Friday, 17 June 2016

Beowulf In Hrolf Kraki's Saga

Staying with the theme of the previous post, advertisements for the film Gods Of Egypt proclaim that "The Battle for Eternity begins!" A Battle for Eternity! What can possibly follow that?

I have reread Poul Anderson's Hrolf Kraki's Saga to the point where it suddenly hits us that the Hroar whom I have been praising is that king whose splendid hall was terrorized by the monster Grendel who was then killed by the hero Beowulf. However, I find that I have posted on this "Unexpected Crossover" before.

Beowulf is Hroar's brother-in-law, the son of that father-in-law, Aegthjof, whom Hroar had helped. See here. Thus, when Aegthjof says:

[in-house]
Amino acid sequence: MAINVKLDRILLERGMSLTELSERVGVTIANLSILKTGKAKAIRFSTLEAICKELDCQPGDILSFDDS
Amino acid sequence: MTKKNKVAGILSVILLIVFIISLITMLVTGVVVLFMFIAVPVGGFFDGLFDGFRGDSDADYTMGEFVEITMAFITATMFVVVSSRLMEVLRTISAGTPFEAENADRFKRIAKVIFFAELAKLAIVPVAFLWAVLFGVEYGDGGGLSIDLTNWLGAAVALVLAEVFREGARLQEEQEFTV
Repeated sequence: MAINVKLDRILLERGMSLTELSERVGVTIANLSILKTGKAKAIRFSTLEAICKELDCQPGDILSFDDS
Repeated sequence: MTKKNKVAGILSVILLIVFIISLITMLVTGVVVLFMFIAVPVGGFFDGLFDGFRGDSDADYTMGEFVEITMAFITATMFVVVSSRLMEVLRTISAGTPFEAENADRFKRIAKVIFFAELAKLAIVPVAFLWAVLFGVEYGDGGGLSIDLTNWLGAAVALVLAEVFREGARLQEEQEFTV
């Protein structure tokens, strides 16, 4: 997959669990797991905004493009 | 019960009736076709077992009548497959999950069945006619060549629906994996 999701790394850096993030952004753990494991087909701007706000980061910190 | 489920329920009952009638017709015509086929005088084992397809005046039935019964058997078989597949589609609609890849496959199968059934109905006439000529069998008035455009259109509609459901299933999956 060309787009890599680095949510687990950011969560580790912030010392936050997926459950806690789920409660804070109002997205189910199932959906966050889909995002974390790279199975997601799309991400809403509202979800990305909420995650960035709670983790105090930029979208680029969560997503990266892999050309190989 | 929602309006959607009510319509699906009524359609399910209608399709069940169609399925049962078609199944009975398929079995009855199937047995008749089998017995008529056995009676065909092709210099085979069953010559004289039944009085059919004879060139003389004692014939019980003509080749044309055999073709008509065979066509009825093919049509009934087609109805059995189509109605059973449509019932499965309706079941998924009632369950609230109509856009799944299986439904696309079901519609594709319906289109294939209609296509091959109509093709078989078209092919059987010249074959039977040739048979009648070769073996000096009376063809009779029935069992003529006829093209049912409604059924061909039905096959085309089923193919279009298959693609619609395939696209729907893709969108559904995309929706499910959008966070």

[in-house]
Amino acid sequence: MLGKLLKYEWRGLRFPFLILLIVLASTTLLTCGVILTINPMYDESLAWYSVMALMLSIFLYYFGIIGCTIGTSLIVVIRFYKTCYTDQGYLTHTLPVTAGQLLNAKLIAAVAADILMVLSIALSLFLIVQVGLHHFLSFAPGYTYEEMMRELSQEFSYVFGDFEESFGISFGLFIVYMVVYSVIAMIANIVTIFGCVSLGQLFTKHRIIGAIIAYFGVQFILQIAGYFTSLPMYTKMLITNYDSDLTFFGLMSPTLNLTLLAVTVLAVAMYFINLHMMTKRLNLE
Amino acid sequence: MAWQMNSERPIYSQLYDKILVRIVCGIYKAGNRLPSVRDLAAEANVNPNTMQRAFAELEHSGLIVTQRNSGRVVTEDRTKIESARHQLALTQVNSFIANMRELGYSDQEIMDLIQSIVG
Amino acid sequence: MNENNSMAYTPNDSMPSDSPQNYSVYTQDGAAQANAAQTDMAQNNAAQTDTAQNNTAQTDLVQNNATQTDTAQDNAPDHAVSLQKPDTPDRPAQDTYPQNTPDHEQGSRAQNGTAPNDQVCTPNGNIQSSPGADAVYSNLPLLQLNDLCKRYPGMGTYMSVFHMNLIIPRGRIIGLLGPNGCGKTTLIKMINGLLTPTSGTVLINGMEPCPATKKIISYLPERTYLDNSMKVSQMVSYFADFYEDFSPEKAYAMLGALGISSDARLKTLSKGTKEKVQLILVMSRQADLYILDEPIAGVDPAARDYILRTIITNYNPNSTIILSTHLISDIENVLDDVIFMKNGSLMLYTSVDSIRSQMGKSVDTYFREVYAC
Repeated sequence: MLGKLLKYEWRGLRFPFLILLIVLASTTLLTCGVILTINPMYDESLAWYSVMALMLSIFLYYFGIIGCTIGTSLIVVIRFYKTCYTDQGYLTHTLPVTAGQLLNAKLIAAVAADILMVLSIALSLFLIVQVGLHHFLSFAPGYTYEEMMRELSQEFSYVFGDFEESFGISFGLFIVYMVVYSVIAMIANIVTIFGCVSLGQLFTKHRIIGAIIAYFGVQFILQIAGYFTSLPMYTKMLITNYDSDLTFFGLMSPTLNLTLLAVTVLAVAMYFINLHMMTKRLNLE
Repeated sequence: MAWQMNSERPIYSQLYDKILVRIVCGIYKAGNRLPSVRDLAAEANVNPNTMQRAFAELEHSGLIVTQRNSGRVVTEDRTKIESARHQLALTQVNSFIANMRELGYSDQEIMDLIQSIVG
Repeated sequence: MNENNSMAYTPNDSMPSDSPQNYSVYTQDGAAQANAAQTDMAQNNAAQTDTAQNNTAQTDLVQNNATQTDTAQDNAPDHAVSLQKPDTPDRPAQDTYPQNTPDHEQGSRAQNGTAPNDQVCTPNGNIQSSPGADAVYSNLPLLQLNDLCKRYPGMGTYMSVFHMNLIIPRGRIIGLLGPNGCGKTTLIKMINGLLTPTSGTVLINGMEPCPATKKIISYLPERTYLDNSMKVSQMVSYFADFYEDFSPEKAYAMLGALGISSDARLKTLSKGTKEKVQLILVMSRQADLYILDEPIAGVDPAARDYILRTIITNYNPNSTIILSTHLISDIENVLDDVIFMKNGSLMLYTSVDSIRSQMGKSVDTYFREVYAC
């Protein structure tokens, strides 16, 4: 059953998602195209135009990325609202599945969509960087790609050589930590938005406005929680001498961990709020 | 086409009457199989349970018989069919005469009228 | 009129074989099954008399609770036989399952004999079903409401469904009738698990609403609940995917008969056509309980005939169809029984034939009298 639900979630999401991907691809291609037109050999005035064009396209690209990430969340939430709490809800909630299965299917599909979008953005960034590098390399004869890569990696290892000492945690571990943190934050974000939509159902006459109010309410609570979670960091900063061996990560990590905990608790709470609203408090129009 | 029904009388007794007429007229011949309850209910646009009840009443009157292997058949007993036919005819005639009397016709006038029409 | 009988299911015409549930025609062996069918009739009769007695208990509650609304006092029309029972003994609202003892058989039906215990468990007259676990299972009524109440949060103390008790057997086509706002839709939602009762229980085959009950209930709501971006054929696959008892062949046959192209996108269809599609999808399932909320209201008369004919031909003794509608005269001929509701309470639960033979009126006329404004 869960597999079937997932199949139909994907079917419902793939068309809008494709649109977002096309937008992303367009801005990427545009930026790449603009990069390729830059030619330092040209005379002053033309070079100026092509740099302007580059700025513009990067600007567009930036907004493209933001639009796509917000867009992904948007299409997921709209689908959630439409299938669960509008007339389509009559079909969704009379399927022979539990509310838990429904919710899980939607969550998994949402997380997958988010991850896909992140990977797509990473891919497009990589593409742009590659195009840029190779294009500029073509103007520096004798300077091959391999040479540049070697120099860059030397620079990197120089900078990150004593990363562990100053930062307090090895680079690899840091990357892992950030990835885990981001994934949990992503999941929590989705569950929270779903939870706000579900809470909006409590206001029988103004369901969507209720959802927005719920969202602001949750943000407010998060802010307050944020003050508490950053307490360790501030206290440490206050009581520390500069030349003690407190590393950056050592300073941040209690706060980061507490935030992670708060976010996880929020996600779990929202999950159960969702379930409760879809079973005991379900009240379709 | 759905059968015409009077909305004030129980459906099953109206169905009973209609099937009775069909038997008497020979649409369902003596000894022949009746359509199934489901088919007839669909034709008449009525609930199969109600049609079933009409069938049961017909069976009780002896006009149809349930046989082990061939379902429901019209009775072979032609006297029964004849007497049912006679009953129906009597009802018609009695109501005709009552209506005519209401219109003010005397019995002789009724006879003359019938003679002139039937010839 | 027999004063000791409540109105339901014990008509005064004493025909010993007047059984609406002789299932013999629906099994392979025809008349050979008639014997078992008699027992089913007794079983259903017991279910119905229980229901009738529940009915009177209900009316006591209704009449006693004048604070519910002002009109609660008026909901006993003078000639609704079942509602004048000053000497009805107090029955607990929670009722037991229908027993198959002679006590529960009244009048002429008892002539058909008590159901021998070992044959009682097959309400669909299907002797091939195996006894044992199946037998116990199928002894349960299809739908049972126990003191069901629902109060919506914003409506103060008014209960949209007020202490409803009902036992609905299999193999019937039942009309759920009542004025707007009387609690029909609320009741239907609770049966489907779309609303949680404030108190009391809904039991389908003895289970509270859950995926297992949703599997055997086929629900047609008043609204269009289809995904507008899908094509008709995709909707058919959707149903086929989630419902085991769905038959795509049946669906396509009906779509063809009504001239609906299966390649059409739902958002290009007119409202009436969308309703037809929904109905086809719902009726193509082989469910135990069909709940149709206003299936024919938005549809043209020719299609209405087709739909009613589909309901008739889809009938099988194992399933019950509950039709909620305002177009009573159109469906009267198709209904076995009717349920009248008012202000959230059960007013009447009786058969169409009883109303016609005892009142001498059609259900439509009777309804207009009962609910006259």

"'I hope I or child of mine may someday do the like for you.'" (Hrolf Kraki's Saga, p. 59) -

- this hope prefigures the story of Beowulf. Helgi is away, therefore cannot deal with Grendel, but "...Bjovulf of Gotaland, the man that in England they call Beowulf..." (p. 65) comes instead. Beowulf is summarized on pp. 65-66.

1 comment:

Sean M. Brooks said...

Kaor, Paul!

And I have repeatedly read, in translation of course, BEOWULF with great pleasure. I even have a copy of JRR Tolkien's translation of that poem. High time I got around to reading it!

In fact, I think it was Tolkien's love for BEOWULF and his enthusiastic lectures and commentaries about that poem at Oxford University which led to the modern revival of interest in that work. One example being Tolkien's famous essay "The Monsters and the Critics."